Another Community Life event that many survey participants reported enjoying was the presentation given by Parker Olenick from the Challenged Athletes Foundation. The service learning group, Opportunities for Athletes, invited Parker to speak about his sports experience as someone who faces physical challenges due to cerebral palsy. Parker’s passion for surfing, hockey and several other sports was an inspiration for many in the audience, and so was his great sense of humor. One student commented in our survey, “It was very cool learning about their lives and how they play sports.” While many of us see sports as an ordinary daily activity, Parker’s speech highlighted not to take sports for granted, but to really enjoy them and make sure that they are organized in inclusive ways. An interview with Parker, presented by the Challenged Athletes Foundation, can be seen here.

Kara Mack was guest of honor at PRS Black History Month Community Life. (Dance Mogul Magazine)

Another respondent to the Community Life survey said they enjoyed the performance by Kara Mack and her co-performers, organized by the Black Student Union for Black History Month: “I liked the cultural immersion through the music. The performers were also very interactive with the audience throughout the whole presentation.” Kara Mack teaches West African dance and much more through her organization Africa in America, explaining her mission by calling herself “a Southern belle and an artistic theologian”.  She has been a choreographer for an amazing list of highly accomplished projects and organizations: the NAACP Image Awards, the BET Awards, the Billboard Music Awards, the VMA Awards, American Idol and the Voice. She is also an accomplished singer and organizes a national summer reading program for students through Africa in America. At PRS, Ms. Mack’s talented troupe brought dance, music and multilingual poetry together in a pan-African performance that succeeded in combining a culture lecture with an entertaining and suspenseful show that kept the audience intrigued. Most students who responded to our survey mentioned the word “interactivity” when talking about this particular Community Life. We kept seeing phrases like “the interactivity of it,” “entertaining” and “it engaged everyone.” This event, like several others in Community Life this year, definitely showed that music has been one of the most effective ways of catching the school audience’s attention. Or, as one survey respondent answered, “The fact that it was music made it really cool.”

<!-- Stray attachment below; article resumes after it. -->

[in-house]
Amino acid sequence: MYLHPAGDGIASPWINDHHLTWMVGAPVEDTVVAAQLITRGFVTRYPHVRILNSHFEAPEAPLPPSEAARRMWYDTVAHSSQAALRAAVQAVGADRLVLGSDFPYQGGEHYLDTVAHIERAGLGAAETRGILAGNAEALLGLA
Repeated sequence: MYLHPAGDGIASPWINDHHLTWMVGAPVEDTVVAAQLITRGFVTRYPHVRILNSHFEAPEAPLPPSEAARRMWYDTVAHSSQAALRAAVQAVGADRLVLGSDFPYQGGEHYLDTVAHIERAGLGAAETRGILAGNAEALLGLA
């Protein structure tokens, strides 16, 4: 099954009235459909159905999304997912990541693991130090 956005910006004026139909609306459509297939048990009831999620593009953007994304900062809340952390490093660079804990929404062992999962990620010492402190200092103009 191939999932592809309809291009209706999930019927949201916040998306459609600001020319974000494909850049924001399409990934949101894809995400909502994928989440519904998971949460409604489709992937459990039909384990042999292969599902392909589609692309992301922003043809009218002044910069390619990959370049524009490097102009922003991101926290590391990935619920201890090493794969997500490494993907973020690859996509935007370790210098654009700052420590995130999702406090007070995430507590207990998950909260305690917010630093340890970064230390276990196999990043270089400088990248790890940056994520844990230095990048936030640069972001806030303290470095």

Louise Lerner, a Jewish survivor of the Holocaust, spoke to a school-wide Community Life audience on January 27th, 2022. (Holocaust Museum LA)